However, the 2015 government program included an item that was especially significant for the progress of the program: the government’s key project on new learning environments and digital materials for comprehensive schools included a procedure for reaching the target of ‘one hour of physical activity per day’ [31].

By late 2022, 90% of Finland’s
comprehensive schools had registered as participants in the FSM program, which corresponds to a total of 2136 schools. Of the more than 300 municipalities in Finland, 93% took part in the program, including more than half a million basic education pupils, representing 92% of pupils this level [32]. Registration for the program entails the school becoming part of
the school network. Financial tư vấn for the program also increased, most noticeably between 2022 and 2022, when it amounted to 21 million euros for the programming period. Most significantly, the project funding for municipalities over the past two years has come directly from the state budget.

From its inception, the program has been based on networked co-operation the administrative level and in stakeholder groups
[33]. This was already required in the pilot phase; the appointment decision for the program highlighted multisector cooperation among ministries, organizations, and other stakeholders [32].

2.2. Social Network Analysis

A social network is a set of socially relevant nodes, connected by one or more relations. Nodes, or network members, are the units connected by the relations, and it is the patterns among these that are under study. These units are most commonly people or organizations, but any units that can be connected to other units may be studied as nodes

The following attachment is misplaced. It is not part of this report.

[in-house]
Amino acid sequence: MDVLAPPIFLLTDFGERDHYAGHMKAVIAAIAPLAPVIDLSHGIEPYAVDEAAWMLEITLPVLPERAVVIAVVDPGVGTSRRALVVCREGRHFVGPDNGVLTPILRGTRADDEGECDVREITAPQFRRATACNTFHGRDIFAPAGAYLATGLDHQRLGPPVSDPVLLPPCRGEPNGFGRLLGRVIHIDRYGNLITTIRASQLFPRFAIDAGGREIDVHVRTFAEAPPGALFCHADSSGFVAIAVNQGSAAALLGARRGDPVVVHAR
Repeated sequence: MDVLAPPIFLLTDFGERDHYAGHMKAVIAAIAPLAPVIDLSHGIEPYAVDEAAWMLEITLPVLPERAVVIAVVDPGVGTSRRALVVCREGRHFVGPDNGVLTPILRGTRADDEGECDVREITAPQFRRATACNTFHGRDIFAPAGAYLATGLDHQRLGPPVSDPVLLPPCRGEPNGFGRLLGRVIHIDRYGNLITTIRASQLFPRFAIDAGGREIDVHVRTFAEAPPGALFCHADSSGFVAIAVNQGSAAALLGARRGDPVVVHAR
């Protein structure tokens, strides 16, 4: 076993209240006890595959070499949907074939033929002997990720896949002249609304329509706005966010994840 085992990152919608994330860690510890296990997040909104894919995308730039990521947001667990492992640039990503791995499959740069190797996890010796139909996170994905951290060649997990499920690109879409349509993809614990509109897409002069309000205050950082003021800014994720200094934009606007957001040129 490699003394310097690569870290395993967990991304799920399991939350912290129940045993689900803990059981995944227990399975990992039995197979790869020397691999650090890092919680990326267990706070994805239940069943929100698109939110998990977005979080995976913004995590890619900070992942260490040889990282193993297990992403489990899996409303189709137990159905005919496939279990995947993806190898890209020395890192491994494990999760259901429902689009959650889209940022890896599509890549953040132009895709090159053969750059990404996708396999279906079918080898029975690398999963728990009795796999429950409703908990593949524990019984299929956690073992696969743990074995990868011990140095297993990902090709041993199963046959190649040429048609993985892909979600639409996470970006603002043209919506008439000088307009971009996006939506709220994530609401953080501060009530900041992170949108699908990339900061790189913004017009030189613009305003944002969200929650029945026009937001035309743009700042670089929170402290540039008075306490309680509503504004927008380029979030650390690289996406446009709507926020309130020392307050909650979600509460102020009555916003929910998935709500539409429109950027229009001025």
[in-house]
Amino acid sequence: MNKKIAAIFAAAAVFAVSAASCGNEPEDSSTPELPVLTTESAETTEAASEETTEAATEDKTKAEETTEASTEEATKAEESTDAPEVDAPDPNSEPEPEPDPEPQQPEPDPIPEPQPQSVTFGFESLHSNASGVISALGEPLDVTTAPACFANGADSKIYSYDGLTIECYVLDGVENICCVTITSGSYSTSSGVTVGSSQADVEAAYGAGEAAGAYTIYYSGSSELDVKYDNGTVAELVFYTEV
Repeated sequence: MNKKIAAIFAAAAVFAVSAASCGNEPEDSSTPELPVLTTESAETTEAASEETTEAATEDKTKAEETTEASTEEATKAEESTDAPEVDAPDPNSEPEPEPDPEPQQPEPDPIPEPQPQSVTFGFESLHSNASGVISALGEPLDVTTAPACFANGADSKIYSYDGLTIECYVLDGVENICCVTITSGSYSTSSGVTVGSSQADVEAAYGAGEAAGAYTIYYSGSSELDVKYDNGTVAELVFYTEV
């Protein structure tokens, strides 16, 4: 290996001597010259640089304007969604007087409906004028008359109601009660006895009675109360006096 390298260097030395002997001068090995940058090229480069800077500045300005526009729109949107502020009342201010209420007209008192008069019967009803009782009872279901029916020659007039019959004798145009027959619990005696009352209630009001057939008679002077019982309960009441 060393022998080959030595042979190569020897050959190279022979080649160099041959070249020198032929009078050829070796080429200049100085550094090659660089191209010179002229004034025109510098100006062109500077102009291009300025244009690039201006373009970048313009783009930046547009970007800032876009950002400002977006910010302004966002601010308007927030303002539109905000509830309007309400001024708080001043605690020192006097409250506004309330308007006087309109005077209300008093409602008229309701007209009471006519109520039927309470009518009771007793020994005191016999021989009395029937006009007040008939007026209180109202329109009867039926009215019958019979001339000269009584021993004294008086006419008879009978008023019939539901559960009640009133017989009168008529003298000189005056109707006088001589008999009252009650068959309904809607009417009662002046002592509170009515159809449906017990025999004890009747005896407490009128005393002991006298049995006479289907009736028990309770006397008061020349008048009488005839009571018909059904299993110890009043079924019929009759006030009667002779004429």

[34]. For this article, social network analysis was used to improve the research perspective on the structural changes in the FSM program’s network between 2009 and 2022. To examine the change in network governance over the years, the data set was split into two periods: 2009–2014 and 2015–2022. This periodization was based on the FSM program’s status as a national
program: in the latter period, FSM was a part of the government program and had a high status.

The data for SNA were collected from the sport policy memos and the FSM program’s documents, which consisted of archival data. This type of data is more useful than questionnaires, for example, when the aim is to explain structures in certain social networks
[35]. The network consisted of governance within the state administration, including all steering, preparation, and management groups; advisory boards; and theme-based sub-groups that had been part of the program (n = 14). All of these groups were established and named by the state. The total number of separate organizations represented in the groups was 58.
The inclusion criteria were membership in a project, working group, or committee. These memberships have been referred to as events. In network analysis, two-mode data are frequently encountered in the form of affiliation data: information is collected on a set of groups or events that a set of actors are involved with. The data matrix typically has actors for rows, and groups or events for columns. A given data value X(i,j) = 1 if actor i is associated with